Report of the Committee on Revitalization of Government of India, , Delhi, 1986.
Panchayati Raj Iins titutions, L.M. Sanghvi, chairman,
In all the panchayats, seats should be reserved for SCs and STs in proportion to their population and 1/3 of the total number of seats will be reserved for women. Offices of the chairperson of the panchayat at all levels shall be reserved in favour of SCs and STs in proportion in the state. One-third of the offices of chairperson of panchayats at all levels shall also be reserved for women.
Legislature of the state shall be at liberty to provide reservation of seats and office of chairperson in panchayat in favour of backward class citizens. Panchayats shall have a uniform five year term and elections to constitute new bodies shall be completed before the expiry of term.
In the event of dissolution, election will be compulsorily held within six months. The reconstituted panchayat will serve for remaining period of five year term. It will not be possible to dissolve the existing panchayats by amendment of any Act before the expiry of its duration.
A person who is disqualified under any law, election to the legislature of the state or under any of the state will not be entitled to become a member of a panchayat. Independent election commission will be established in the state to superintendence, direction, and control of the electoral process and preparation of electoral rolls.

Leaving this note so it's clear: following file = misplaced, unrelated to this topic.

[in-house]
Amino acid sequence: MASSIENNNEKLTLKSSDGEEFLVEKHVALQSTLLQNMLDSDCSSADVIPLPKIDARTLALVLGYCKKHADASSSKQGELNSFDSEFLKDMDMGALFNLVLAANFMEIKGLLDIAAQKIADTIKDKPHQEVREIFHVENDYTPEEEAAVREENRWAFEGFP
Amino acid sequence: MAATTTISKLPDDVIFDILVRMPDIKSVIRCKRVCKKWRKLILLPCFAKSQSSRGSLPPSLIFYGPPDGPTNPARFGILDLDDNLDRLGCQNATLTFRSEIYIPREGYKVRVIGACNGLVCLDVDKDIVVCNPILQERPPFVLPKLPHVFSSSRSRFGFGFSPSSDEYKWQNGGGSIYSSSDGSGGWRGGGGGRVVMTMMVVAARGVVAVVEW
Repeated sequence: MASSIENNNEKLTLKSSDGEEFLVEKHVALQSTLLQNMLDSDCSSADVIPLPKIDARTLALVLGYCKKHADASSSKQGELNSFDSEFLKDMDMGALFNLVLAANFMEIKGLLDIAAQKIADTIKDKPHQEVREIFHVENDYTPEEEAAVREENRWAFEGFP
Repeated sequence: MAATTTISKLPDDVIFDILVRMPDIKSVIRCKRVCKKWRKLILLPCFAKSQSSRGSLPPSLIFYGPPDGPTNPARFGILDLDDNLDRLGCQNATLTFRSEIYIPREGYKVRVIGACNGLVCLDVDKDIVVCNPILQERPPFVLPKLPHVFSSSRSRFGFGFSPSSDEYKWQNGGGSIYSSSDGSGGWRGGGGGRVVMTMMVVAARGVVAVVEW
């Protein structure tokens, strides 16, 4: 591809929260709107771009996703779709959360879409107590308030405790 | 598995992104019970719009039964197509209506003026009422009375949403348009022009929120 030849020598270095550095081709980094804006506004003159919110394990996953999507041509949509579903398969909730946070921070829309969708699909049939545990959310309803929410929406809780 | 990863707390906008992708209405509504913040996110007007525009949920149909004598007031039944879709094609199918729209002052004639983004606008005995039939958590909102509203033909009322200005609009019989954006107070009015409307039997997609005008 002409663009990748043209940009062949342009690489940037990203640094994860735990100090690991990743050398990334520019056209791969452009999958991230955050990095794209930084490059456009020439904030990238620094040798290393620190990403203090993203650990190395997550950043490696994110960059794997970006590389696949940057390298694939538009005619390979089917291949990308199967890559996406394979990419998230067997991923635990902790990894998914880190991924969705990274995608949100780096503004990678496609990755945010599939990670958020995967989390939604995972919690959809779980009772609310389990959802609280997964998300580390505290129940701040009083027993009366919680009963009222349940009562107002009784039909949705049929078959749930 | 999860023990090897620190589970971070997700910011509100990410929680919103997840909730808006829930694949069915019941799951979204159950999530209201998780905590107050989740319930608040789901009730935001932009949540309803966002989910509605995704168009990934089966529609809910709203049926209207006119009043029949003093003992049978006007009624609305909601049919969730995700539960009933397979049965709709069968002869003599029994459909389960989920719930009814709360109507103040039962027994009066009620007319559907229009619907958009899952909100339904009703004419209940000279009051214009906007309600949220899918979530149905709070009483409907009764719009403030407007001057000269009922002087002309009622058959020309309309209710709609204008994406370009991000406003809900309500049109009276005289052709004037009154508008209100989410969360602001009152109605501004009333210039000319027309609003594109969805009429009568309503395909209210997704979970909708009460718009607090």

Specific responsibilities will be entrusted to the panchayats to prepare plans for economic development and social justice in respect of matters listed in XI Schedule. For the implementation of development schemes, main responsibility will be entrusted to the panchayats.
The panchayats will receive adequate funds for carrying out their plans. Grants from state government will constitute an important source of funding but state government is also 94
expected to assign the revenue of certain taxes to the panchayats. In some cases, panchayat will also be permitted to collect and retain revenue it raises. In each state, finance commission will be established within one year and after every five years to determine principles on the basis of which adequate financial resource would be entrusted for panchayats. Panchayats existing on the 24th April 1993 will be allowed to complete their full term except when they are dissolved by the house by resolution.113
Article 243 G of the XI Schedule includes the following Activities :
Agriculture, including agricultural extension Land improvement, implementation of land reforms, land consolidation and soil conservation
• • • • • • • • • • • •
Minor irrigation, water management and watershed development Animal husbandry and poultry Fisheries Social forestry and form forestry Small- scale industries, including food processing industries Khadi, village and cottage industries Rural housing Drinking water Fuel and fodder Roads, culverts, bridges, waterways and other means of communication Rural electrification including distribution of electricity Non conventional energy sources
The Constitution (Seventy -Third Amendment) Act, 19 92, Government of India.
• • • • • • • • • • • •
Poverty elevation programme Education, including primary and secondary schools Technical training and vocational education Adult and non-formal education Libraries Cultural activities Market and fairs Health and family sanitation including hospital, primary health centers and dispensaries Family welfare Women and child development Social welfare, including welfare of the handicapped and mentally retarded. Welfare of the weaker sections and particular, of the scheduled cast and scheduled tribes
Public distribution system